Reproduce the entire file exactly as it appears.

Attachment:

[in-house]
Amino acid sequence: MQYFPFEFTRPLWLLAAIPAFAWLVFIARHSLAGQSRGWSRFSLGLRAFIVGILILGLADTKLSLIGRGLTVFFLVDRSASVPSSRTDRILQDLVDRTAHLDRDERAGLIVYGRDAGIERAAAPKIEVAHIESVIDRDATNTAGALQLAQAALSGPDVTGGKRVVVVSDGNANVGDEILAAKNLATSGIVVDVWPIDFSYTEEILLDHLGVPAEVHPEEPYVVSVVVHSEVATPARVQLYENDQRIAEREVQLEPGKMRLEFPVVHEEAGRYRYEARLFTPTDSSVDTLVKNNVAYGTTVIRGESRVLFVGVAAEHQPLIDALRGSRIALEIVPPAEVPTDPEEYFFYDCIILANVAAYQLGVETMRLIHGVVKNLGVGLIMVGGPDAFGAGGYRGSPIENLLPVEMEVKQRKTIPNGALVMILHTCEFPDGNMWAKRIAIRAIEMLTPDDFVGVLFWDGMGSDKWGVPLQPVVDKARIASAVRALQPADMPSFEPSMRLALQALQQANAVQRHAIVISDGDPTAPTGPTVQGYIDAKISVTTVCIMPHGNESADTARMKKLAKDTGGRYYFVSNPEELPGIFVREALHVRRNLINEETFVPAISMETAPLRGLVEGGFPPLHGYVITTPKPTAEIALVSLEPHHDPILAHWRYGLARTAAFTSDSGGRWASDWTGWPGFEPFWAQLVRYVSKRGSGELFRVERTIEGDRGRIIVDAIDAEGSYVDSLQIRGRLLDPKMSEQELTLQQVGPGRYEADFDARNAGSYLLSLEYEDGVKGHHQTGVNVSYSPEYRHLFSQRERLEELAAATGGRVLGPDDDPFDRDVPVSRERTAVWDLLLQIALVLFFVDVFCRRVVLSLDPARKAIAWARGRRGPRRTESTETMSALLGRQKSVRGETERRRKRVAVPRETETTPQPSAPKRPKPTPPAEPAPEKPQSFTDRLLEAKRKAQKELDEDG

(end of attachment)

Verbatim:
[in-house]
Amino acid sequence: MQYFPFEFTRPLWLLAAIPAFAWLVFIARHSLAGQSRGWSRFSLGLRAFIVGILILGLADTKLSLIGRGLTVFFLVDRSASVPSSRTDRILQDLVDRTAHLDRDERAGLIVYGRDAGIERAAAPKIEVAHIESVIDRDATNTAGALQLAQAALSGPDVTGGKRVVVVSDGNANVGDEILAAKNLATSGIVVDVWPIDFSYTEEILLDHLGVPAEVHPEEPYVVSVVVHSEVATPARVQLYENDQRIAEREVQLEPGKMRLEFPVVHEEAGRYRYEARLFTPTDSSVDTLVKNNVAYGTTVIRGESRVLFVGVAAEHQPLIDALRGSRIALEIVPPAEVPTDPEEYFFYDCIILANVAAYQLGVETMRLIHGVVKNLGVGLIMVGGPDAFGAGGYRGSPIENLLPVEMEVKQRKTIPNGALVMILHTCEFPDGNMWAKRIAIRAIEMLTPDDFVGVLFWDGMGSDKWGVPLQPVVDKARIASAVRALQPADMPSFEPSMRLALQALQQANAVQRHAIVISDGDPTAPTGPTVQGYIDAKISVTTVCIMPHGNESADTARMKKLAKDTGGRYYFVSNPEELPGIFVREALHVRRNLINEETFVPAISMETAPLRGLVEGGFPPLHGYVITTPKPTAEIALVSLEPHHDPILAHWRYGLARTAAFTSDSGGRWASDWTGWPGFEPFWAQLVRYVSKRGSGELFRVERTIEGDRGRIIVDAIDAEGSYVDSLQIRGRLLDPKMSEQELTLQQVGPGRYEADFDARNAGSYLLSLEYEDGVKGHHQTGVNVSYSPEYRHLFSQRERLEELAAATGGRVLGPDDDPFDRDVPVSRERTAVWDLLLQIALVLFFVDVFCRRVVLSLDPARKAIAWARGRRGPRRTESTETMSALLGRQKSVRGETERRRKRVAVPRETETTPQPSAPKRPKPTPPAEPAPEKPQSFTDRLLEAKRKAQKELDEDG